>>> requests, which I originally wanted. If the lock requests could be
>>> blocking, then they could clear out existing locks on the file. However,
>>> there are a number of problems with asynchronous blocking requests, some
>>> of which I detailed in emails to this list. With help from Jinshan, I
>>> have an idea what to do to fix them, but the changes are significant
>>> and, it turns out, not really necessary for lock ahead.
>>> Here's why:
>>> The main problem with non-blocking lock requests is they will not clear
>>> out existing locks, so if there are any on the file, we will not get
>>> lock ahead locks granted. To avoid this situation, we will have the
>>> library take and release a (blocking) group lock when it first opens the
>>> file. This will clear out any existing locks on the file, making it
>>> Œclean¹ for the lock ahead requests. This (mostly) means we don't need
>>> blocking lock ahead requests.
>>> The lock ahead writing process for writing out a large file, then, looks
>>> like this:
>>> OPEN, GROUP_LOCK, GROUP_UNLOCK, LOCK_AHEAD (n blocks ahead), WRITE,
>>> WRITE, WRITE Š [track position of writes (IE, number of lock ahead locks
>>> remaining ahead of the IO), when lock ahead count is small‹>] LOCK_AHEAD
>>> (n blocks ahead), WRITE, WRITE, WRITEŠ Etc.
>>> This also helps keep the lock count manageable, which avoids some
>>> performance issues.
>>> However, we need one more thing:
>>> Imagine if lock ahead locks are not created of the IO (due to raciness)
>>> or they are cancelled by a request from a node that is not part of the
>>> collective IO (for example, a user tries to read the file during the
>>> IO). In either case, the lock which results will be expanded normally.
>>> So it's possible for that lock to be extended to cover the rest of the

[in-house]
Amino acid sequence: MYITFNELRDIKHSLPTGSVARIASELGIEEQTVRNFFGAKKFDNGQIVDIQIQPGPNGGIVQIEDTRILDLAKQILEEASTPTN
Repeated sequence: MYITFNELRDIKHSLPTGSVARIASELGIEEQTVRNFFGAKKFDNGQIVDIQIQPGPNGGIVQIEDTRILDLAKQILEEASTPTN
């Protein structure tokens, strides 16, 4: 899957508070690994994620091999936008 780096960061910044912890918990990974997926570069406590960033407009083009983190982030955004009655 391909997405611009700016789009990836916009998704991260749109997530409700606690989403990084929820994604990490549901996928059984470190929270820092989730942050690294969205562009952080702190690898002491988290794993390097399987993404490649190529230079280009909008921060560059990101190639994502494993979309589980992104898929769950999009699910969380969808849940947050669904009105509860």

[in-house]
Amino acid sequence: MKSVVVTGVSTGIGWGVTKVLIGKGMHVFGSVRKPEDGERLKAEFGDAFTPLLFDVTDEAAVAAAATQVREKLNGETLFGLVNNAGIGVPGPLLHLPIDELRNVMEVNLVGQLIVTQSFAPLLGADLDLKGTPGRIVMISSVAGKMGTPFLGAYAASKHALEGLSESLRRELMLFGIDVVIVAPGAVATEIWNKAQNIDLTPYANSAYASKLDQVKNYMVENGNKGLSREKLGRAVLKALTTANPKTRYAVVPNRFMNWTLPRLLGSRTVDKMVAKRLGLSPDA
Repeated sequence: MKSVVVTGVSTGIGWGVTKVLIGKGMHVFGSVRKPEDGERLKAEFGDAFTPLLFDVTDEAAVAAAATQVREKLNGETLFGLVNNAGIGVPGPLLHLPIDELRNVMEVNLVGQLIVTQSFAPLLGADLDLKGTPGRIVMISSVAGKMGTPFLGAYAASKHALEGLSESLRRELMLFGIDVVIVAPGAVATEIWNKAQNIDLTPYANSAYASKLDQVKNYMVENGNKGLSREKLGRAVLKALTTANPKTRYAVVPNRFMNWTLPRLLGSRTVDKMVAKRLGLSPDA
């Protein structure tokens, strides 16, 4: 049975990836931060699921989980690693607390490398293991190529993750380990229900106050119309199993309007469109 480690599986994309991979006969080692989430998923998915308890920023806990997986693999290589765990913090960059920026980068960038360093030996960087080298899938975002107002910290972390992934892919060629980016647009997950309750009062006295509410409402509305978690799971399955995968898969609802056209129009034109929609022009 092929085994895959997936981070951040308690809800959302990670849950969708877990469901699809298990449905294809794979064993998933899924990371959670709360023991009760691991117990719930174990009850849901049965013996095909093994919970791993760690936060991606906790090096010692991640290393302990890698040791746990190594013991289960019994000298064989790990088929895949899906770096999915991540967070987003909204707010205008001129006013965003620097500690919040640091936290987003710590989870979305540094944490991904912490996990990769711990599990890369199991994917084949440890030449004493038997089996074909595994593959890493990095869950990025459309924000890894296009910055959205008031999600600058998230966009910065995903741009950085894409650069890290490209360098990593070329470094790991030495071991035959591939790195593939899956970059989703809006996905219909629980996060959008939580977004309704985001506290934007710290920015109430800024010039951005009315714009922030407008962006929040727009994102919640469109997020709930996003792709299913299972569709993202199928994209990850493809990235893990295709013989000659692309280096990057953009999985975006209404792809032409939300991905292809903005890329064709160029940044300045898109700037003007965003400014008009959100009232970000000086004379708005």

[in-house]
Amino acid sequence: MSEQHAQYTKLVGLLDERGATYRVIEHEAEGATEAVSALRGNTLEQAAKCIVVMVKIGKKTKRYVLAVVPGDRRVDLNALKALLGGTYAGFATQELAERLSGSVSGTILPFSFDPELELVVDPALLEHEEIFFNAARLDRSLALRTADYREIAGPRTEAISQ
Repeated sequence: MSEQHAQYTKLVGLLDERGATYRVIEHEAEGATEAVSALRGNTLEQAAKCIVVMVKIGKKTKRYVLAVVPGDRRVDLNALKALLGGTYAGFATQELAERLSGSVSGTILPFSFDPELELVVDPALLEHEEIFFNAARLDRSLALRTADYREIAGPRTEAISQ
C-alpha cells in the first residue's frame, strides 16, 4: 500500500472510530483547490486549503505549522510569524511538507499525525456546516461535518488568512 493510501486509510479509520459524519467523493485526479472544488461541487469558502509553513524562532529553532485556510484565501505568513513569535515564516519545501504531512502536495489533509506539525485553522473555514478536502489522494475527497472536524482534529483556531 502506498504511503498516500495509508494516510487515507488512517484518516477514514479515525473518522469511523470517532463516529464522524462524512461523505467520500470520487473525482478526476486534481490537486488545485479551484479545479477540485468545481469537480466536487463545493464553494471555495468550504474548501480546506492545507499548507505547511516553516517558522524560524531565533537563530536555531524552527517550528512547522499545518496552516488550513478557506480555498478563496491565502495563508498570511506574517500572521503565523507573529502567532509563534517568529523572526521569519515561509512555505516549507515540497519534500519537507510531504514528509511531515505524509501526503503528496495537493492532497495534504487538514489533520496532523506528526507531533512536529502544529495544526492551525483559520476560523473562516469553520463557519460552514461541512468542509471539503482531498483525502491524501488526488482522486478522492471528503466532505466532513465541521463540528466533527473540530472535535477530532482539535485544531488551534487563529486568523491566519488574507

>>> file, and so it will block future lock ahead requests. That lock will be
>>> cancelled when a read or write request happens in the range covered by
>>> that lock, but that read/write request will be expanded as well - And we
>>> return to handing the lock back and forth between clients.
>>> The way to avoid this is to turn off lock expansion for anyone who is
>>> supposed to be using lock ahead locks. Their IO requests will normally
>>> use the lock ahead locks provided for them, but if the lock ahead locks
>>> aren't available (for reasons described above), the locks for these
>>> requests will not be expanded.
>>> This means that losing a race between IO and the lock ahead lock on a
>>> particular lock ahead request (or entire set of lock ahead requests)
>>> will never create a large lock, which would block future lock ahead
>>> Additionally, if lock ahead is interrupted by a request from another
>>> client (preventing lock ahead requests by creating a large lock), the
>>> 'real' IO requests from the lock ahead clients will eventually cancel
>>> that large lock. Since the locks for those requests aren't expanded, the
>>> next set of lock ahead requests (which are out ahead of the IO) will work.
>>> Effectively, this means that if lock ahead is interrupted by a competing
>>> request or if it fails the race to be ready in time, it can avoid
>>> returning to the pathological case.
>>> Code implementing lock and this other ioctl to disable expansion is up
>>> for review here:
>>> The current version is essentially 'code complete' and ready for review.
>>> - Patrick Farrell
>>> lustre-devel mailing list
>>> lustre-devel at lists.lustre.org
>> Cheers, Andreas
>> Andreas Dilger
>> Lustre Software Architect
>> Intel High Performance Data Division
>> lustre-devel mailing list
>> lustre-devel at lists.lustre.org
More information about the lustre-devel